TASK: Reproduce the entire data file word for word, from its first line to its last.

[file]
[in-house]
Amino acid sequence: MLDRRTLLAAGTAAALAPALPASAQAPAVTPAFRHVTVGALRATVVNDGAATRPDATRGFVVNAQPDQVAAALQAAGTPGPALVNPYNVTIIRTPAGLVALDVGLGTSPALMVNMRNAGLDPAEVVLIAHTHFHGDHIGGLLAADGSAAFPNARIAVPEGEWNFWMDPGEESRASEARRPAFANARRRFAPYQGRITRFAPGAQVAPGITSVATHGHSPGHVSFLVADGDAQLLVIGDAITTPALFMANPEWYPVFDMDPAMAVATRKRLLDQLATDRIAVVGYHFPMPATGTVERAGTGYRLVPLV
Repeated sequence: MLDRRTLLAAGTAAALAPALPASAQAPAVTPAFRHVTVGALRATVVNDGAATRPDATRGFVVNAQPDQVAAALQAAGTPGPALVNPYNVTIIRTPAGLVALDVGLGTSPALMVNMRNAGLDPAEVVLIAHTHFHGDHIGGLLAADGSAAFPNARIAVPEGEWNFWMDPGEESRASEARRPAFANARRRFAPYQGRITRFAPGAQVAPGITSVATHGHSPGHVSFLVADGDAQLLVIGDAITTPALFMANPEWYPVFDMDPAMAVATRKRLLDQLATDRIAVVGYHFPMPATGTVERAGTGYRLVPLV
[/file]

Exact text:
[in-house]
Amino acid sequence: MLDRRTLLAAGTAAALAPALPASAQAPAVTPAFRHVTVGALRATVVNDGAATRPDATRGFVVNAQPDQVAAALQAAGTPGPALVNPYNVTIIRTPAGLVALDVGLGTSPALMVNMRNAGLDPAEVVLIAHTHFHGDHIGGLLAADGSAAFPNARIAVPEGEWNFWMDPGEESRASEARRPAFANARRRFAPYQGRITRFAPGAQVAPGITSVATHGHSPGHVSFLVADGDAQLLVIGDAITTPALFMANPEWYPVFDMDPAMAVATRKRLLDQLATDRIAVVGYHFPMPATGTVERAGTGYRLVPLV
Repeated sequence: MLDRRTLLAAGTAAALAPALPASAQAPAVTPAFRHVTVGALRATVVNDGAATRPDATRGFVVNAQPDQVAAALQAAGTPGPALVNPYNVTIIRTPAGLVALDVGLGTSPALMVNMRNAGLDPAEVVLIAHTHFHGDHIGGLLAADGSAAFPNARIAVPEGEWNFWMDPGEESRASEARRPAFANARRRFAPYQGRITRFAPGAQVAPGITSVATHGHSPGHVSFLVADGDAQLLVIGDAITTPALFMANPEWYPVFDMDPAMAVATRKRLLDQLATDRIAVVGYHFPMPATGTVERAGTGYRLVPLV